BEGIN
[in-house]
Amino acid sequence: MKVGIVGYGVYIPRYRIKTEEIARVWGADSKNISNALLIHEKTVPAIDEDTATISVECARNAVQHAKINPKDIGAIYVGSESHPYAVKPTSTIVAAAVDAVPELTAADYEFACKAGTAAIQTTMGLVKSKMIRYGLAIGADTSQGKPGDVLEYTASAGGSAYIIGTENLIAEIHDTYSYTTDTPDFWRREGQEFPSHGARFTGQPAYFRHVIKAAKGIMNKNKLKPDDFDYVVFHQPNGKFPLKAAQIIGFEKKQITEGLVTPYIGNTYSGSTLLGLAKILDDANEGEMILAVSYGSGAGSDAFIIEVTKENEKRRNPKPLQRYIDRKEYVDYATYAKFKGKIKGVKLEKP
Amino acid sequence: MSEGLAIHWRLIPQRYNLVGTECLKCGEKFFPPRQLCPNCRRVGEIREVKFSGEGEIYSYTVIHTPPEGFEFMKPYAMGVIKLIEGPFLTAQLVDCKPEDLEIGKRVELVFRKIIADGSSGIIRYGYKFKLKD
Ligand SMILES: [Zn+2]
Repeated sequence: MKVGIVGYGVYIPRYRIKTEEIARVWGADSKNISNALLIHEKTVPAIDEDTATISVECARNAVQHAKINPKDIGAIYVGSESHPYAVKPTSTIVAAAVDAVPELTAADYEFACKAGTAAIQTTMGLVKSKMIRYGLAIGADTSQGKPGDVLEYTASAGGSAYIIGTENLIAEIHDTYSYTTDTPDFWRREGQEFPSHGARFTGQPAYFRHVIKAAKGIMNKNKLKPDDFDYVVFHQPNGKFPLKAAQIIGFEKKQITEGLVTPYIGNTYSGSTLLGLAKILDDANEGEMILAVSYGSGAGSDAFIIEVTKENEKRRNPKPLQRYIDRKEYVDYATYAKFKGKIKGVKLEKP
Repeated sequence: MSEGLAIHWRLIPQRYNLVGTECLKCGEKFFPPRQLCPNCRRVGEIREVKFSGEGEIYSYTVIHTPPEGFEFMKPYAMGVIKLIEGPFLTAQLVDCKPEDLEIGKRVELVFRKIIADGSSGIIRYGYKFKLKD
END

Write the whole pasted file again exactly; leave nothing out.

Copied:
[in-house]
Amino acid sequence: MKVGIVGYGVYIPRYRIKTEEIARVWGADSKNISNALLIHEKTVPAIDEDTATISVECARNAVQHAKINPKDIGAIYVGSESHPYAVKPTSTIVAAAVDAVPELTAADYEFACKAGTAAIQTTMGLVKSKMIRYGLAIGADTSQGKPGDVLEYTASAGGSAYIIGTENLIAEIHDTYSYTTDTPDFWRREGQEFPSHGARFTGQPAYFRHVIKAAKGIMNKNKLKPDDFDYVVFHQPNGKFPLKAAQIIGFEKKQITEGLVTPYIGNTYSGSTLLGLAKILDDANEGEMILAVSYGSGAGSDAFIIEVTKENEKRRNPKPLQRYIDRKEYVDYATYAKFKGKIKGVKLEKP
Amino acid sequence: MSEGLAIHWRLIPQRYNLVGTECLKCGEKFFPPRQLCPNCRRVGEIREVKFSGEGEIYSYTVIHTPPEGFEFMKPYAMGVIKLIEGPFLTAQLVDCKPEDLEIGKRVELVFRKIIADGSSGIIRYGYKFKLKD
Ligand SMILES: [Zn+2]
Repeated sequence: MKVGIVGYGVYIPRYRIKTEEIARVWGADSKNISNALLIHEKTVPAIDEDTATISVECARNAVQHAKINPKDIGAIYVGSESHPYAVKPTSTIVAAAVDAVPELTAADYEFACKAGTAAIQTTMGLVKSKMIRYGLAIGADTSQGKPGDVLEYTASAGGSAYIIGTENLIAEIHDTYSYTTDTPDFWRREGQEFPSHGARFTGQPAYFRHVIKAAKGIMNKNKLKPDDFDYVVFHQPNGKFPLKAAQIIGFEKKQITEGLVTPYIGNTYSGSTLLGLAKILDDANEGEMILAVSYGSGAGSDAFIIEVTKENEKRRNPKPLQRYIDRKEYVDYATYAKFKGKIKGVKLEKP
Repeated sequence: MSEGLAIHWRLIPQRYNLVGTECLKCGEKFFPPRQLCPNCRRVGEIREVKFSGEGEIYSYTVIHTPPEGFEFMKPYAMGVIKLIEGPFLTAQLVDCKPEDLEIGKRVELVFRKIIADGSSGIIRYGYKFKLKD